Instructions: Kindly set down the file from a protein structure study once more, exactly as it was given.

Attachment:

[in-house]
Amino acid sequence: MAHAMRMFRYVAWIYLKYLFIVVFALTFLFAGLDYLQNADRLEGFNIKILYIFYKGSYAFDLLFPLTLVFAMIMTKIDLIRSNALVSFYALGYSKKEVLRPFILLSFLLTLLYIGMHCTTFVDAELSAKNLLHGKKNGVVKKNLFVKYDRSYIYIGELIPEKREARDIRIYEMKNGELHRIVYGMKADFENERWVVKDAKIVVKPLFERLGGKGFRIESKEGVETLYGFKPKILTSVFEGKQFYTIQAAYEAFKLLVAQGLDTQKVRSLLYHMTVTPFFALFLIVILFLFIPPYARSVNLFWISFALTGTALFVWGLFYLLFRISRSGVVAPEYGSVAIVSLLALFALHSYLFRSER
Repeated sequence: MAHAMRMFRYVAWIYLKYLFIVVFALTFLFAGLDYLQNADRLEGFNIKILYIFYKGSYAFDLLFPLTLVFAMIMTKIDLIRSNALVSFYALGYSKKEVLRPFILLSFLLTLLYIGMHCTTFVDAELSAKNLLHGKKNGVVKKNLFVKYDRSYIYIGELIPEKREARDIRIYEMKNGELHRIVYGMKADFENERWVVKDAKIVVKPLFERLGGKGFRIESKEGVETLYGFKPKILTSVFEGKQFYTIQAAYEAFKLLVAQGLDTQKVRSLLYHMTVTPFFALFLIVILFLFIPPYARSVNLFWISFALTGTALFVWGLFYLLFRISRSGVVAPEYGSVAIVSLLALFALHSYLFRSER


[in-house]
Amino acid sequence: MAHAMRMFRYVAWIYLKYLFIVVFALTFLFAGLDYLQNADRLEGFNIKILYIFYKGSYAFDLLFPLTLVFAMIMTKIDLIRSNALVSFYALGYSKKEVLRPFILLSFLLTLLYIGMHCTTFVDAELSAKNLLHGKKNGVVKKNLFVKYDRSYIYIGELIPEKREARDIRIYEMKNGELHRIVYGMKADFENERWVVKDAKIVVKPLFERLGGKGFRIESKEGVETLYGFKPKILTSVFEGKQFYTIQAAYEAFKLLVAQGLDTQKVRSLLYHMTVTPFFALFLIVILFLFIPPYARSVNLFWISFALTGTALFVWGLFYLLFRISRSGVVAPEYGSVAIVSLLALFALHSYLFRSER
Repeated sequence: MAHAMRMFRYVAWIYLKYLFIVVFALTFLFAGLDYLQNADRLEGFNIKILYIFYKGSYAFDLLFPLTLVFAMIMTKIDLIRSNALVSFYALGYSKKEVLRPFILLSFLLTLLYIGMHCTTFVDAELSAKNLLHGKKNGVVKKNLFVKYDRSYIYIGELIPEKREARDIRIYEMKNGELHRIVYGMKADFENERWVVKDAKIVVKPLFERLGGKGFRIESKEGVETLYGFKPKILTSVFEGKQFYTIQAAYEAFKLLVAQGLDTQKVRSLLYHMTVTPFFALFLIVILFLFIPPYARSVNLFWISFALTGTALFVWGLFYLLFRISRSGVVAPEYGSVAIVSLLALFALHSYLFRSER